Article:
Mauskopf JA, Kamal KM. Drug pricing throughout the product lifecycle: a work in progress. Value Health. 2023 Mar;26(3):317-9. doi: 10.1016/j.jval.2023.01.012

Increases in drug prices and drug spending are of concern to health systems worldwide. This has naturally driven policy interest and discussion around drug pricing and the need to balance affordability with sustaining innovation. Some of these discussions are being shaped by the value-based systems already in use in some industrialized countries. There are also ongoing policy discussions about branded drug prices in the United States. There are several issues that are raised when discussing drug pricing and potential methods to ensure affordability and accessibility without providing disincentives to commercial development of innovative drugs, including the costs and uncertainty of drug development and the relationship of prices to drug value.1 Economic theory tells us that, in a free market, prices are determined at the intersection of supply (which increases with higher prices) and demand (which decreases with higher prices). Supply at different prices reflects the amount suppliers are willing to supply. Demand at different prices reflects the value of the product to the consumer. In a competitive free market, where there are many suppliers and consumers, limited product development costs, and no barriers to entry, the market price will generally be reached through the intersection of supply and demand at a level equal to the cost of goods, plus a return sufficient for the suppliers to remain profitable. In a free market monopoly, where there is only 1 supplier because of high barriers to entry (eg, patent protection), the supplier will set a price that maximizes their profits based on the knowledge that as the price is raised, the demand for their goods will likely fall.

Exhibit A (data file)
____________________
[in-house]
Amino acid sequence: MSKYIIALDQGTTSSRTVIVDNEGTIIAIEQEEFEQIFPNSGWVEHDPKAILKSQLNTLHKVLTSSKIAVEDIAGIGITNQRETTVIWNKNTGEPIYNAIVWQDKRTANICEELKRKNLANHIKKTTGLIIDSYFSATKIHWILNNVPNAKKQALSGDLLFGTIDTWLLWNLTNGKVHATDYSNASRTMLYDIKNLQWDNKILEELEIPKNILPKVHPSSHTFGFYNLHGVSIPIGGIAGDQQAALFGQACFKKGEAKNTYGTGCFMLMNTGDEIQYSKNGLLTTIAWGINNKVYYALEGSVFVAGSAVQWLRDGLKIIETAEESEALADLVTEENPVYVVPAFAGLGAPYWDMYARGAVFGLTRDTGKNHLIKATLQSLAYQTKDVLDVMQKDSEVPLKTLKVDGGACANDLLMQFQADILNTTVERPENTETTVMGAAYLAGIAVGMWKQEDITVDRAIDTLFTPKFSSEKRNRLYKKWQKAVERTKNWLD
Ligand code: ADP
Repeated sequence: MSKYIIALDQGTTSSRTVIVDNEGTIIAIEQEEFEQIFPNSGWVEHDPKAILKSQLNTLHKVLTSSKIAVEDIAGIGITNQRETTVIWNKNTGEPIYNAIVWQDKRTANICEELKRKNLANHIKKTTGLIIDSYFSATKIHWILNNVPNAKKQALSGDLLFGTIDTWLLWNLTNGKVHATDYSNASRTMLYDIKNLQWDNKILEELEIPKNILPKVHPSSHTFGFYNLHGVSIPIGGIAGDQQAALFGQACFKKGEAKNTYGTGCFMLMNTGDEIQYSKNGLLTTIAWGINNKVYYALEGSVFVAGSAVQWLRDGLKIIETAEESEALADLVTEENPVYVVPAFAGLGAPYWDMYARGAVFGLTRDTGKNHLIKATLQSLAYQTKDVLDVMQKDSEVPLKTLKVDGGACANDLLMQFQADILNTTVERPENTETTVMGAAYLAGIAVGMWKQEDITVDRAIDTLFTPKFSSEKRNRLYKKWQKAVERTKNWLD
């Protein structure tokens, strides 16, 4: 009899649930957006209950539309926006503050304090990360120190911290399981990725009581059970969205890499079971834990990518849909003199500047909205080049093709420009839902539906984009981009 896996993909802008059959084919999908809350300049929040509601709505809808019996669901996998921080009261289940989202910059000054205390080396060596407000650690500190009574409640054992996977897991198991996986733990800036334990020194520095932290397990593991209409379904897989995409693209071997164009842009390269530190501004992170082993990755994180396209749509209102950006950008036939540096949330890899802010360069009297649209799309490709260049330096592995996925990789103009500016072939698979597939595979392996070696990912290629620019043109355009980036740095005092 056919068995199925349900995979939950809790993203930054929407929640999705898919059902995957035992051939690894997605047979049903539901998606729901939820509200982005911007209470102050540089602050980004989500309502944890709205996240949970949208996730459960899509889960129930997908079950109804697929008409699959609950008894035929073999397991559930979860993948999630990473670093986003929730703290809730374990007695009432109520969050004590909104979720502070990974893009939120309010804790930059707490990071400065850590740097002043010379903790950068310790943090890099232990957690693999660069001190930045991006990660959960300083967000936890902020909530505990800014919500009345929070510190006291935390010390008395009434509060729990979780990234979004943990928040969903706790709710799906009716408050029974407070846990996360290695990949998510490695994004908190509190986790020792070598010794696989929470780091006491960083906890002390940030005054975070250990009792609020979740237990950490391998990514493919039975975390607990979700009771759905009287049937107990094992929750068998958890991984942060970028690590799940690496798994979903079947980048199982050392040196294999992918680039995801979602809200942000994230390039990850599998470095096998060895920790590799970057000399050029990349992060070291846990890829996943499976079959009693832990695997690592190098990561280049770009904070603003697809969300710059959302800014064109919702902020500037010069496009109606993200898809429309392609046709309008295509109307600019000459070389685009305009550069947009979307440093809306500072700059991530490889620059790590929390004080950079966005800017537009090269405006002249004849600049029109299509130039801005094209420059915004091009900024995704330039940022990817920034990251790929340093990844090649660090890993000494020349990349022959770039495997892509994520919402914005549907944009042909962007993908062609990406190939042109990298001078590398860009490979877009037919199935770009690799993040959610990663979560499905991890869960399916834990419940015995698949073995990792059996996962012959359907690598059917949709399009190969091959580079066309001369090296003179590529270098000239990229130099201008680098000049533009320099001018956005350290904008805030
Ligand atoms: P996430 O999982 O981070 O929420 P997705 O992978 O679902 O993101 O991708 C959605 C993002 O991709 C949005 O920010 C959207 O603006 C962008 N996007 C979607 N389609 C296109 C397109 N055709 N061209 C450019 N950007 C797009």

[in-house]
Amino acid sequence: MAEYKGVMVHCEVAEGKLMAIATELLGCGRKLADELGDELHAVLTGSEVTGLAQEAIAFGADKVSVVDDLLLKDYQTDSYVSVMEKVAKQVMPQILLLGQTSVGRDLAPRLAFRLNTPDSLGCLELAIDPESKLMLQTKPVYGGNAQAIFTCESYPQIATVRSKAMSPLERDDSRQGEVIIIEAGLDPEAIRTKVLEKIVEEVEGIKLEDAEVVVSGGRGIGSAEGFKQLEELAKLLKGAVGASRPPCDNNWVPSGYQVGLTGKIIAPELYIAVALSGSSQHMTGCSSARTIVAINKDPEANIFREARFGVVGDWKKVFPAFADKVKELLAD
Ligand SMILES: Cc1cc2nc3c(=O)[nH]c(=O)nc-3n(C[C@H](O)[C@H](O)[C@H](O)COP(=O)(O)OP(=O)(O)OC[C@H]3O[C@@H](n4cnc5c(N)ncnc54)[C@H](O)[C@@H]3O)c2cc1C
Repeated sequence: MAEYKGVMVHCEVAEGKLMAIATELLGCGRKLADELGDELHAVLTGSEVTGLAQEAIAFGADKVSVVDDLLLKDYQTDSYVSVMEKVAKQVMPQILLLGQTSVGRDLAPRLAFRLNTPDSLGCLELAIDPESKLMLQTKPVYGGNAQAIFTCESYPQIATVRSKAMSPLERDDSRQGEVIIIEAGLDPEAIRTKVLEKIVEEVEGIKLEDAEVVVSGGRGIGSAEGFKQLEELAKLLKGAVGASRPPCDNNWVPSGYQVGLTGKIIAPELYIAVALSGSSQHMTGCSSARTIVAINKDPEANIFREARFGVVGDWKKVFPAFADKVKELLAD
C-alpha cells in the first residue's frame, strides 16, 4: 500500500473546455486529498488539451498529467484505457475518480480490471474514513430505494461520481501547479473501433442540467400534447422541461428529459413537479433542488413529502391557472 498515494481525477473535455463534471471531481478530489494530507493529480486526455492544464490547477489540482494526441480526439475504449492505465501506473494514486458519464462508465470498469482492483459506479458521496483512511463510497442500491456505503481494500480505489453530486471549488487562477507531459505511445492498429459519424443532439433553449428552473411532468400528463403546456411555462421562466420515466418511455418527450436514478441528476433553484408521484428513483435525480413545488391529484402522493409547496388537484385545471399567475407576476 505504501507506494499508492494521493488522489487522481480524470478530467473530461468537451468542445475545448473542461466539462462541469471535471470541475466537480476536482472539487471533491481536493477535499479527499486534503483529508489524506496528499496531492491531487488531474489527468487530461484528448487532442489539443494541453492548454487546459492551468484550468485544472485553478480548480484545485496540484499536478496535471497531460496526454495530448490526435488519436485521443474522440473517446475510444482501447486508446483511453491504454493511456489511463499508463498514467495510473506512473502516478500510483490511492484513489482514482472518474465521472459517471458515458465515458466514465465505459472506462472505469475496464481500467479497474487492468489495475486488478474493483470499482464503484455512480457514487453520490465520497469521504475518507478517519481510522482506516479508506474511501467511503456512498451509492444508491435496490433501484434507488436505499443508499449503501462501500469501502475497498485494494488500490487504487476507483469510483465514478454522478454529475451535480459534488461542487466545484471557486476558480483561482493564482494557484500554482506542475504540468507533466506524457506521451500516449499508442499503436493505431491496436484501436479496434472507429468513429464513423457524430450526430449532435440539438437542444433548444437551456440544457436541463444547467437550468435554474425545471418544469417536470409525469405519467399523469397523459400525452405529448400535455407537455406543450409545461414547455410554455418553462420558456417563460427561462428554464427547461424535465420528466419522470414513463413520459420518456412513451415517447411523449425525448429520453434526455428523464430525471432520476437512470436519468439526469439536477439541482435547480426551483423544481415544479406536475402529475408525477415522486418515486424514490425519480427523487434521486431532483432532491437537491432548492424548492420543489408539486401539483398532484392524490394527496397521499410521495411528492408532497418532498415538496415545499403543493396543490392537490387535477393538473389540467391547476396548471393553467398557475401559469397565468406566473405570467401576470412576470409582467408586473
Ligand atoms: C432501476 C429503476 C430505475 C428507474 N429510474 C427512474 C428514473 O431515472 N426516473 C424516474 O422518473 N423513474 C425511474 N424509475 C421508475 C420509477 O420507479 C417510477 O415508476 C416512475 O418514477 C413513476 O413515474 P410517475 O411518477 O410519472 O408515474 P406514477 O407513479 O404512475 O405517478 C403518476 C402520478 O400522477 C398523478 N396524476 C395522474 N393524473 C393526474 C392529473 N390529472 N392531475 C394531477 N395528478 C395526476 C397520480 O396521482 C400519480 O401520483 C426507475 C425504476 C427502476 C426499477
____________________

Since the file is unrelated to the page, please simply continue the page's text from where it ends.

Share on: